From Poverty To The Ivy League: Lessons Learned

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The Finance Twins is run by identical twins, Camilo and Francisco Maldonado. While The Twins collaboratively work on most articles, this one was written by Camilo.

Being an identical twin, I got used to standing out a little more than the average person. An ordinary walk around the grocery store with my mom and siblings would often lead to strangers asking us if we were twins (duh, we are literally genetic clones) or simply pointing at us in amusement.

On top of that, growing up in a relatively homogenous town in Minnesota as a Latinx immigrant, it was easy to feel different. But while it’s hard to think of things more isolating than growing up in poverty, one thing comes to mind. Being poor in the Ivy League and feeling like you are the only person there who didn’t come from a wealthy family.

Note: Latinx is the gender neutral form of Latino/Latina.

Graduating from Penn, an Ivy League university, changed the trajectory of my life.

If it sounds like I am complaining about having had the opportunity — no, the blessing — to attend an Ivy League university, let me make a few things clear. No other single experience or community has more profoundly affected my life. It allowed me to go from being a Latinx immigrant, raised in poverty, in a single-parent household, to earning more than 6 figures in my first job out of college. My. First. Job. Even writing that feels silly to someone who grew with a household income that bounced around the poverty line.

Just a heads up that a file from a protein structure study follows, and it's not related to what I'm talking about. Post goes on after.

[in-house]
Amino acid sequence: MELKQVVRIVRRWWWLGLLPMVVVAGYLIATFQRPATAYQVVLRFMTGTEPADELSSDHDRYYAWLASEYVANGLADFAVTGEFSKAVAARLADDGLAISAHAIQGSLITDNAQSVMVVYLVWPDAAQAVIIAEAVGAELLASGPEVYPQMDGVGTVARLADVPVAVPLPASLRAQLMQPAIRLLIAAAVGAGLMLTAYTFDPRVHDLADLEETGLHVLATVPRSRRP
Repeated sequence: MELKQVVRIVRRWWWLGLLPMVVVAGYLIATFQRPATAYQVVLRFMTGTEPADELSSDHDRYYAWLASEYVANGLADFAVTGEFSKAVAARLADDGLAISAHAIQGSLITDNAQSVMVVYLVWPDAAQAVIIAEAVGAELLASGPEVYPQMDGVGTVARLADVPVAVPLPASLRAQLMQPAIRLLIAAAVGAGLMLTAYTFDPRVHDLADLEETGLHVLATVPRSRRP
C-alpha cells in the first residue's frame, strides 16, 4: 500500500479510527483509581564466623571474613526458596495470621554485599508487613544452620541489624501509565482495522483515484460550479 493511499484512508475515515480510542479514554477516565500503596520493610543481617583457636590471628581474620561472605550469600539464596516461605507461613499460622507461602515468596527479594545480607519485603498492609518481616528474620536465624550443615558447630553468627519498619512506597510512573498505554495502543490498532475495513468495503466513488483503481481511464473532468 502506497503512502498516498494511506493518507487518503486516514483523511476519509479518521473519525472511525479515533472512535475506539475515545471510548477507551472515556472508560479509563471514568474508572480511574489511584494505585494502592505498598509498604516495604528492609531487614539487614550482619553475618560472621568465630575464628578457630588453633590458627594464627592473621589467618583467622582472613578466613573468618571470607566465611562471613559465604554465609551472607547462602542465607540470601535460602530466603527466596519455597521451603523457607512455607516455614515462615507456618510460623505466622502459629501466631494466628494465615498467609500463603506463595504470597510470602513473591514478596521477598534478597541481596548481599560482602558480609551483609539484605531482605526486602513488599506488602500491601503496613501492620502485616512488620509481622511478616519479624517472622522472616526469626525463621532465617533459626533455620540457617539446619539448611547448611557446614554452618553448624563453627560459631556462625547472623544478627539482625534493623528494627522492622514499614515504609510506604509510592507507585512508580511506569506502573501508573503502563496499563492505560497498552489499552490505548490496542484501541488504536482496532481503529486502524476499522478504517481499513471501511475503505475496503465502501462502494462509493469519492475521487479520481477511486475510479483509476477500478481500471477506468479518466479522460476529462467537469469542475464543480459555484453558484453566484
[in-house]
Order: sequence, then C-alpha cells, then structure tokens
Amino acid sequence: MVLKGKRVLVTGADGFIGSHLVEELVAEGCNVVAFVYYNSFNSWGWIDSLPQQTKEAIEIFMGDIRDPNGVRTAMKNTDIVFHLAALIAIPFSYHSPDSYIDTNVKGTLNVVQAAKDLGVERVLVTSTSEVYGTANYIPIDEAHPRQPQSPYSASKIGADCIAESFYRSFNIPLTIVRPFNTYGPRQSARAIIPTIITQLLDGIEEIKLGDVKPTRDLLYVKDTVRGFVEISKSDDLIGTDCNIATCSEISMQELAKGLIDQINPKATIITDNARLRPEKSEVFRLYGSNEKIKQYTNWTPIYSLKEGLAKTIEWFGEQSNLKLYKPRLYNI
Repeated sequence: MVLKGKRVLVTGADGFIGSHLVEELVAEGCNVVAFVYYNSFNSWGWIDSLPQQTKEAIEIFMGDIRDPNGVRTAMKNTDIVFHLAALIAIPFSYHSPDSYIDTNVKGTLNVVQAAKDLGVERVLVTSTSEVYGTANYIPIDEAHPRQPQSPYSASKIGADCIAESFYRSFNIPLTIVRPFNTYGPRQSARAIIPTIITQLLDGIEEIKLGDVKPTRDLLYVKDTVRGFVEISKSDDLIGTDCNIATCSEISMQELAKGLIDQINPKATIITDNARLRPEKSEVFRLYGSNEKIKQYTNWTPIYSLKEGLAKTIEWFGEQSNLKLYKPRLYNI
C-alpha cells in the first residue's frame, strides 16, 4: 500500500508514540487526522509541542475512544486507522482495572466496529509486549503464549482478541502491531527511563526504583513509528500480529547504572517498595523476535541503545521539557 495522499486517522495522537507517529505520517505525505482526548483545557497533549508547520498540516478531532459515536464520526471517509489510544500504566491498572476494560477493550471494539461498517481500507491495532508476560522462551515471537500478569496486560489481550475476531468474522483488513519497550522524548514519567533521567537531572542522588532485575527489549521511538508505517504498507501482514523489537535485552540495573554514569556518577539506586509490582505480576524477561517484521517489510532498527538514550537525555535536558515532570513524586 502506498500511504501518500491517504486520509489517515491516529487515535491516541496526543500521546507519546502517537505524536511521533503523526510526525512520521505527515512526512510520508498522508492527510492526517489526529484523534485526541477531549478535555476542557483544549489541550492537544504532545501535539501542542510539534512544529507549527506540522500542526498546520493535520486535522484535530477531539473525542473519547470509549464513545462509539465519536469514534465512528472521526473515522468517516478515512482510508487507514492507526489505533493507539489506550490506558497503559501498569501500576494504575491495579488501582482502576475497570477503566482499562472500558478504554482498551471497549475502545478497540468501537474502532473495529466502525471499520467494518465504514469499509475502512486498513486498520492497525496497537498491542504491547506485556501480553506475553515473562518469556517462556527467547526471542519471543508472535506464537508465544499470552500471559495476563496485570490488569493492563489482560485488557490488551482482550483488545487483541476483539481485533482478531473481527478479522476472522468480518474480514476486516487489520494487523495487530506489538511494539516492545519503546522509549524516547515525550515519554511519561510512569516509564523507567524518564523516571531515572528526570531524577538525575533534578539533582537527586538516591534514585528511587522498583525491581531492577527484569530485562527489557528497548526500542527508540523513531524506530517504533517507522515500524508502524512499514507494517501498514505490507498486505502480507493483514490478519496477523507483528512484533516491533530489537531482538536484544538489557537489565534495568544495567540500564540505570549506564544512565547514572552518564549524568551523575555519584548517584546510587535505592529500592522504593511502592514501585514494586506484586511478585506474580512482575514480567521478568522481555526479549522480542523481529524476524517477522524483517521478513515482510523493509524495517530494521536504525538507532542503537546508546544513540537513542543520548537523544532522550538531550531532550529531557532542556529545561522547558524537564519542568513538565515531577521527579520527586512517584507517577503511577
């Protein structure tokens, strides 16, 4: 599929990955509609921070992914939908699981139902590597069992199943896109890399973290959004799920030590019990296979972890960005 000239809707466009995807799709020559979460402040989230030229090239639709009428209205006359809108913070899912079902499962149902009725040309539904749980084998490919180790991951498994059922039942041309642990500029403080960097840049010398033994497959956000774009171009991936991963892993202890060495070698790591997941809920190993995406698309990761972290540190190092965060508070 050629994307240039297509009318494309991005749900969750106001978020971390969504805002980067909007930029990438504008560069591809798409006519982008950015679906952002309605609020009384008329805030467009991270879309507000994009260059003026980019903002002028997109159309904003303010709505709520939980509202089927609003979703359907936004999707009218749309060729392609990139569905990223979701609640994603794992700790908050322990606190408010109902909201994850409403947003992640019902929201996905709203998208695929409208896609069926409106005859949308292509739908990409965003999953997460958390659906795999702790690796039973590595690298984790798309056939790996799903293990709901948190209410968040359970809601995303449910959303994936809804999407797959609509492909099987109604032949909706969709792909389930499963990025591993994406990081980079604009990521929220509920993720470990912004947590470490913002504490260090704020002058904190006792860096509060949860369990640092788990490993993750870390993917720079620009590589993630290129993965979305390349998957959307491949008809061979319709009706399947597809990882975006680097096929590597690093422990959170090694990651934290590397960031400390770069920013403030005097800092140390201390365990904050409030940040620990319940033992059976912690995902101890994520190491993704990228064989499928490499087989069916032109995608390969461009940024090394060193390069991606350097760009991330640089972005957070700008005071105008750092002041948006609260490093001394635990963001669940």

The fact that I was able to attend a university with a financial aid policy that said that students who come from families that earn less than $100,000 per year could attend for free is not lost on me. The thought that I received a degree that cost a quarter of a million dollars still gives me chills. The profound impact my college degree has made on my life has been nothing short of mind-numbing. I am one of the lucky ones. But it wasn’t all rainbows and sunshine, and I learned a few lessons about money along the way.

Poor in the ivy league
The eight universities in the Ivy League.

But my time there wasn’t easy. The academics were the least of my worries.

I shared a bedroom with Francisco, my twin brother and proud co-founder of this site, my entire life until I left home in Minnesota at eighteen years old to attend the Wharton School of Business at the University of Pennsylvania in Philadelphia. I arrived alone with my entire life packed into a single suitcase, because that was all I could afford to bring with me on the flight to the East Coast.

Not having enough money to cover the taxi ride to Penn, I took public transit from the airport, which dropped me off a few blocks from campus. As I walked up to the outside of my dorm, the realization that most of the other students were being dropped off by their entire family hit me like a ton of bricks to the chest. I hadn’t even been in my adopted city for more than an hour, and I already missed the warm embrace of my mom and the comforting presence of my two brothers. I was embarrassed that no one was able to come and drop me off, and I was worried my new classmates might wonder whether I was loved by my family or not, even though I knew my mom and brothers would have given anything to be there with me.